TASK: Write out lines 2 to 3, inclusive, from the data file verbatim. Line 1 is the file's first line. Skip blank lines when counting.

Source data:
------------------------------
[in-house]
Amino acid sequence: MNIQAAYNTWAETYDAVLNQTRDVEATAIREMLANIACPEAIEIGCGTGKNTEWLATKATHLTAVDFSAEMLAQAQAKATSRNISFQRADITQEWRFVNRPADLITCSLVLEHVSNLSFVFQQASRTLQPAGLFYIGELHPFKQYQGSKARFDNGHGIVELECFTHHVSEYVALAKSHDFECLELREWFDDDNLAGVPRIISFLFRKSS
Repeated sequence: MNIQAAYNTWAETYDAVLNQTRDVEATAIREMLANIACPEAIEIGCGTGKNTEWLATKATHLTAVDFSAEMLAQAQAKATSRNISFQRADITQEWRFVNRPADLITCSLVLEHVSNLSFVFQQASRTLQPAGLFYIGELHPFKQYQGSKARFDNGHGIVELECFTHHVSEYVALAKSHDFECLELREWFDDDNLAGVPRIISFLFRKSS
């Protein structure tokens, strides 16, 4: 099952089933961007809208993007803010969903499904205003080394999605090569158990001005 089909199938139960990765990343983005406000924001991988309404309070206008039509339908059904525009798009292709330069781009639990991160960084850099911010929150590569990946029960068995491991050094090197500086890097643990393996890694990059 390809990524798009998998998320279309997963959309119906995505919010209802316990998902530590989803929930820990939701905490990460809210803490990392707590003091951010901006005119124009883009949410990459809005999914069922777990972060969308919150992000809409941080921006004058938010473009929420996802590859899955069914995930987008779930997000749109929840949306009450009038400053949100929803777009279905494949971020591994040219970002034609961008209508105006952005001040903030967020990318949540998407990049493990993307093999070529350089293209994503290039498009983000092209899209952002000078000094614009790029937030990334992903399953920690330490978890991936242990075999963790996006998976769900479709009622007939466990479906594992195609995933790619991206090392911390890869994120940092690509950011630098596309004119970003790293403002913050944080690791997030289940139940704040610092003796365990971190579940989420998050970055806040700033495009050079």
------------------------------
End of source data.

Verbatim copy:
Amino acid sequence: MNIQAAYNTWAETYDAVLNQTRDVEATAIREMLANIACPEAIEIGCGTGKNTEWLATKATHLTAVDFSAEMLAQAQAKATSRNISFQRADITQEWRFVNRPADLITCSLVLEHVSNLSFVFQQASRTLQPAGLFYIGELHPFKQYQGSKARFDNGHGIVELECFTHHVSEYVALAKSHDFECLELREWFDDDNLAGVPRIISFLFRKSS
Repeated sequence: MNIQAAYNTWAETYDAVLNQTRDVEATAIREMLANIACPEAIEIGCGTGKNTEWLATKATHLTAVDFSAEMLAQAQAKATSRNISFQRADITQEWRFVNRPADLITCSLVLEHVSNLSFVFQQASRTLQPAGLFYIGELHPFKQYQGSKARFDNGHGIVELECFTHHVSEYVALAKSHDFECLELREWFDDDNLAGVPRIISFLFRKSS